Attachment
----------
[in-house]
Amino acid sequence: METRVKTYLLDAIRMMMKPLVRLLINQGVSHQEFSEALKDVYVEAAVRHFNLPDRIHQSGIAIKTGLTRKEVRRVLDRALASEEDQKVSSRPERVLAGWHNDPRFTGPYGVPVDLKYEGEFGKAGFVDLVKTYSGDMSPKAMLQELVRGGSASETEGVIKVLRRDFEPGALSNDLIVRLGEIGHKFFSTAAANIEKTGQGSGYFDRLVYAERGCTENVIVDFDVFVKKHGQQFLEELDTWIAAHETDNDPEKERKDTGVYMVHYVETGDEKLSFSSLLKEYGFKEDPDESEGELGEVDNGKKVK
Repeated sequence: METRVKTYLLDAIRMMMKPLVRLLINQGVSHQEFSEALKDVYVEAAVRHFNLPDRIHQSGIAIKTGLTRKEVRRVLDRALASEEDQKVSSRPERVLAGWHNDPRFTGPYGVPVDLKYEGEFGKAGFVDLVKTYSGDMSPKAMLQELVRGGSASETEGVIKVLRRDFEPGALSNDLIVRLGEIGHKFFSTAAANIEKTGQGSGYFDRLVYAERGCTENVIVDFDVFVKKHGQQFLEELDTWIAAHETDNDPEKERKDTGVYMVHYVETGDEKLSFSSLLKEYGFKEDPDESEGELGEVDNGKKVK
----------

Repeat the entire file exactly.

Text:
[in-house]
Amino acid sequence: METRVKTYLLDAIRMMMKPLVRLLINQGVSHQEFSEALKDVYVEAAVRHFNLPDRIHQSGIAIKTGLTRKEVRRVLDRALASEEDQKVSSRPERVLAGWHNDPRFTGPYGVPVDLKYEGEFGKAGFVDLVKTYSGDMSPKAMLQELVRGGSASETEGVIKVLRRDFEPGALSNDLIVRLGEIGHKFFSTAAANIEKTGQGSGYFDRLVYAERGCTENVIVDFDVFVKKHGQQFLEELDTWIAAHETDNDPEKERKDTGVYMVHYVETGDEKLSFSSLLKEYGFKEDPDESEGELGEVDNGKKVK
Repeated sequence: METRVKTYLLDAIRMMMKPLVRLLINQGVSHQEFSEALKDVYVEAAVRHFNLPDRIHQSGIAIKTGLTRKEVRRVLDRALASEEDQKVSSRPERVLAGWHNDPRFTGPYGVPVDLKYEGEFGKAGFVDLVKTYSGDMSPKAMLQELVRGGSASETEGVIKVLRRDFEPGALSNDLIVRLGEIGHKFFSTAAANIEKTGQGSGYFDRLVYAERGCTENVIVDFDVFVKKHGQQFLEELDTWIAAHETDNDPEKERKDTGVYMVHYVETGDEKLSFSSLLKEYGFKEDPDESEGELGEVDNGKKVK